A “meta” analysis of the Fractions Skill Score: The limiting case and implications for aggregation

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  • 1 Weather Science, Met Office, Exeter, United Kingdom
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Abstract

The Fractions Skill Score (FSS) is arguably one of the most popular spatial verification metrics in use today. The fraction of grid points exceeding a threshold within a forecast and observed field neighbourhood are examined to compute a score. By definition a perfect forecast has a FSS of 1, and a “no skill” forecast has a score of 0.

It is shown that the denominator defines the score’s characteristics. The FSS is undefined for instances where both the forecast and the observed field do not exceed a threshold. In the limiting case, the FSS for a perfect null (zero) forecast is also undefined, unless a threshold of ≥ 0 is used, in which case it would be 1 (i.e. perfect). Furthermore the FSS is 0 if either the forecast or the observed field does not exceed a threshold. This symmetry means it cannot differentiate between what are traditionally referred to as false alarms or misses. Additional supplementary information is required. The FSS is greater than 0 if and only if there are values exceeding a given threshold in both the forecast and the observed field.

The magnitude of an overall score computed over many forecasts is sensitive to the pooling method. Zero scores are non-trivial. Excluding them implies excluding all situations associated with false alarms or misses. Omitting near-zero scores is a more credible decision, but only if it can be proven that these are related to spurious artefacts in the observed field. To avoid ambiguity the components of the FSS should be aggregated separately for computing an overall score for most applications and purposes.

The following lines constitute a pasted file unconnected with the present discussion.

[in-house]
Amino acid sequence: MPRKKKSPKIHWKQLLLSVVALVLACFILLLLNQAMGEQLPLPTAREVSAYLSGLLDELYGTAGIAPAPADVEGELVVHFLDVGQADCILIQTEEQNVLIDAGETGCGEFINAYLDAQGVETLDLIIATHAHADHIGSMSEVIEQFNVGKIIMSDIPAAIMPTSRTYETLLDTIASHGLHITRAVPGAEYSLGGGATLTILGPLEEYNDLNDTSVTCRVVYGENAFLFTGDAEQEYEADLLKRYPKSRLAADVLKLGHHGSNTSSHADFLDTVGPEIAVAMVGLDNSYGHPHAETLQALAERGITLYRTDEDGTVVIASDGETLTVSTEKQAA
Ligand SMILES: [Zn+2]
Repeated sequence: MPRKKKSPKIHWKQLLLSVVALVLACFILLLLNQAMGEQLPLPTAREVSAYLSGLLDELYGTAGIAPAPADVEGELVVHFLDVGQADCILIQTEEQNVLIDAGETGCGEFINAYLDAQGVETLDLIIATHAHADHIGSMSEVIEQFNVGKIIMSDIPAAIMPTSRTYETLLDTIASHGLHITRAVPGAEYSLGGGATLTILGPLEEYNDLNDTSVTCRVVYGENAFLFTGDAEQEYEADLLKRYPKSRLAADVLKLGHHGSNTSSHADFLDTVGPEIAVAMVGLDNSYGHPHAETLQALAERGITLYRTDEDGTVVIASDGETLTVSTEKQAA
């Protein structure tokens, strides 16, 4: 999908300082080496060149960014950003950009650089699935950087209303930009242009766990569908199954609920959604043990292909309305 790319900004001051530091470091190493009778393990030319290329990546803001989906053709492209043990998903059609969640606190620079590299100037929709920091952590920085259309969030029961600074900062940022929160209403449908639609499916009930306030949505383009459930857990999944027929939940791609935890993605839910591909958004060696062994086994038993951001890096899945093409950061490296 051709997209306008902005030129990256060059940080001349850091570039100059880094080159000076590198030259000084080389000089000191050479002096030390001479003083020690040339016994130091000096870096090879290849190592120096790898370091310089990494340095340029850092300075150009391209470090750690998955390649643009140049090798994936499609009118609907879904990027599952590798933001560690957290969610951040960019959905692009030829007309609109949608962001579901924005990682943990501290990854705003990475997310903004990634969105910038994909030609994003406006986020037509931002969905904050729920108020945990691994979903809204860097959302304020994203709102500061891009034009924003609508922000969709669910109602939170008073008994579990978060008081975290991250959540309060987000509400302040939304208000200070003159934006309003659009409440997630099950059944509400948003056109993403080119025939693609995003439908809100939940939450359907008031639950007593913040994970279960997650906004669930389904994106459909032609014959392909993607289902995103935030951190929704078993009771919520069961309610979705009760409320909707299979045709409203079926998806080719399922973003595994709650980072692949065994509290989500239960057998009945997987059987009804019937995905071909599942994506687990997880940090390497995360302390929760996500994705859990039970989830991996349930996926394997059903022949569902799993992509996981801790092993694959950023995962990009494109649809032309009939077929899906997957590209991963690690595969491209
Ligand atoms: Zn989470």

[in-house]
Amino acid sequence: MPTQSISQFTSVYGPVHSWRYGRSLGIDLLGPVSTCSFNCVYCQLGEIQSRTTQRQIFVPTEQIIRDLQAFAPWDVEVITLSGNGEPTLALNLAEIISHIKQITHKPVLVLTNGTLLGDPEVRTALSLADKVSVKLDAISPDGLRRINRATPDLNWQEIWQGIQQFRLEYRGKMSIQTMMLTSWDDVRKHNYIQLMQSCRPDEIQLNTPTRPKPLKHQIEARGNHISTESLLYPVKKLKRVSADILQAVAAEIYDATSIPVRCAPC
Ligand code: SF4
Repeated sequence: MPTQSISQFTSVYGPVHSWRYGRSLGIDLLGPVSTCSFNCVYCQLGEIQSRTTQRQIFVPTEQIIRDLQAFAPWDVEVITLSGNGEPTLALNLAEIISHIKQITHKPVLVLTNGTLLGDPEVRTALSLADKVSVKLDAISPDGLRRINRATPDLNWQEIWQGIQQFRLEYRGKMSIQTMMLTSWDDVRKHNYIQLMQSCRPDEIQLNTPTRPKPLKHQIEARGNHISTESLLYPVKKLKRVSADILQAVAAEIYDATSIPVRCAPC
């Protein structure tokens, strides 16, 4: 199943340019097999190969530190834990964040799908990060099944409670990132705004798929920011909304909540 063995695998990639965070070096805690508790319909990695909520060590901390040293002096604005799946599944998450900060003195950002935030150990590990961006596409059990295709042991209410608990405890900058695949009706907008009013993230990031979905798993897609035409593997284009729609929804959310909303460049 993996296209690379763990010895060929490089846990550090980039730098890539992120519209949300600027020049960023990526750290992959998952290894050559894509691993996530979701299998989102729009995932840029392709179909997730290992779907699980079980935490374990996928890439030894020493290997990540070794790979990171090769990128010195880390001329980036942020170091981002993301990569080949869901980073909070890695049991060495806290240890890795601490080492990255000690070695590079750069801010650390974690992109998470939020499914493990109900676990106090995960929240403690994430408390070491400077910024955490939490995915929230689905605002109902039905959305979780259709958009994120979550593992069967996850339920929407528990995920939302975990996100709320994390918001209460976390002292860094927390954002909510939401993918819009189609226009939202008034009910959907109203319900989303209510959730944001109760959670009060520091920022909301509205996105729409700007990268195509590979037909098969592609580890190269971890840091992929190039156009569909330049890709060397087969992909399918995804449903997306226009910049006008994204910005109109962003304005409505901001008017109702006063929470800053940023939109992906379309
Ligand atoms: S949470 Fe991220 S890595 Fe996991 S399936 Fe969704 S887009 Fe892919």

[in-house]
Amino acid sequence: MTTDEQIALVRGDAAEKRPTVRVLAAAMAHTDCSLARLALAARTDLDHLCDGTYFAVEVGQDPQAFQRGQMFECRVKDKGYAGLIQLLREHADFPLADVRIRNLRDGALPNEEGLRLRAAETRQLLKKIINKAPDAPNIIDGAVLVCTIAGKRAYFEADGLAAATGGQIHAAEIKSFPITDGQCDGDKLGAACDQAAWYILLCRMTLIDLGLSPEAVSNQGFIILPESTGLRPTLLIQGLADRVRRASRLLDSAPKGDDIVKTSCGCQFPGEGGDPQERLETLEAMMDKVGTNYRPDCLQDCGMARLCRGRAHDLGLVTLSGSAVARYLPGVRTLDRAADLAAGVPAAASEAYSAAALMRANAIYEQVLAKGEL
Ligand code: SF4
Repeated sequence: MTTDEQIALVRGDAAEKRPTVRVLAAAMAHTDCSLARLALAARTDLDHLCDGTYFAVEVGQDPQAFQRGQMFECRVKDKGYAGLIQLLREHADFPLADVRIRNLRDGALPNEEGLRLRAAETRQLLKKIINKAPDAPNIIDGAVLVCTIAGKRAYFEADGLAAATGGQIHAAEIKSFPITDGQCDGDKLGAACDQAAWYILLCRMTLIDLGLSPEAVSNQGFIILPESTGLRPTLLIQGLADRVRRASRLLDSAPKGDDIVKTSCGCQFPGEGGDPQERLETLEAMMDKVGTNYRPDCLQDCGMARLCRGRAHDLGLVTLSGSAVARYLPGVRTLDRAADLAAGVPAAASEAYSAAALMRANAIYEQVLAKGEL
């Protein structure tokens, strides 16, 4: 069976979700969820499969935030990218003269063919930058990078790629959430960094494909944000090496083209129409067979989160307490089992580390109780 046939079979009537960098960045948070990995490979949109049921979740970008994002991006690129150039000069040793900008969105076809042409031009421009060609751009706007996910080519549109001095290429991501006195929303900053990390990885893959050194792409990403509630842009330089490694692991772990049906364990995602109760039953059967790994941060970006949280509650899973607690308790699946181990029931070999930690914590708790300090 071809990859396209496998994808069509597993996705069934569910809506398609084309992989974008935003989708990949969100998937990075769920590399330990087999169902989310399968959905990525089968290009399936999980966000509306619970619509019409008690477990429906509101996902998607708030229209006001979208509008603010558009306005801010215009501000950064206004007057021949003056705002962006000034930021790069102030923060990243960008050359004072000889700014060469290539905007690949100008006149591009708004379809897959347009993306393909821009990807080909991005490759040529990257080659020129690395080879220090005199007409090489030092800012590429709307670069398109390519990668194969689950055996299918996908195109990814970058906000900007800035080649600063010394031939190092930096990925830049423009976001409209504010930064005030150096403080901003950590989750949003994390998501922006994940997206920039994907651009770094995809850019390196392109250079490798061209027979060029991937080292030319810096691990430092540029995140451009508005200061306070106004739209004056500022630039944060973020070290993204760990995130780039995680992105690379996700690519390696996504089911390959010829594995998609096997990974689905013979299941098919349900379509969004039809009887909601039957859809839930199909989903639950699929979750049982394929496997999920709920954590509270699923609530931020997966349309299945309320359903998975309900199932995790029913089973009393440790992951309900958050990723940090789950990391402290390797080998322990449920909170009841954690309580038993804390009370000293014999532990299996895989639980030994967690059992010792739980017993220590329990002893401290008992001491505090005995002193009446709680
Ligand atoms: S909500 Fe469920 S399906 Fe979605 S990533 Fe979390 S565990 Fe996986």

Corresponding author address: Met Office, FitzRoy Road, Exeter, EX1 3PB, United Kingdom. E-mail: marion.mittermaier@metoffice.gov.uk

Abstract

The Fractions Skill Score (FSS) is arguably one of the most popular spatial verification metrics in use today. The fraction of grid points exceeding a threshold within a forecast and observed field neighbourhood are examined to compute a score. By definition a perfect forecast has a FSS of 1, and a “no skill” forecast has a score of 0.

It is shown that the denominator defines the score’s characteristics. The FSS is undefined for instances where both the forecast and the observed field do not exceed a threshold. In the limiting case, the FSS for a perfect null (zero) forecast is also undefined, unless a threshold of ≥ 0 is used, in which case it would be 1 (i.e. perfect). Furthermore the FSS is 0 if either the forecast or the observed field does not exceed a threshold. This symmetry means it cannot differentiate between what are traditionally referred to as false alarms or misses. Additional supplementary information is required. The FSS is greater than 0 if and only if there are values exceeding a given threshold in both the forecast and the observed field.

The magnitude of an overall score computed over many forecasts is sensitive to the pooling method. Zero scores are non-trivial. Excluding them implies excluding all situations associated with false alarms or misses. Omitting near-zero scores is a more credible decision, but only if it can be proven that these are related to spurious artefacts in the observed field. To avoid ambiguity the components of the FSS should be aggregated separately for computing an overall score for most applications and purposes.

Corresponding author address: Met Office, FitzRoy Road, Exeter, EX1 3PB, United Kingdom. E-mail: marion.mittermaier@metoffice.gov.uk
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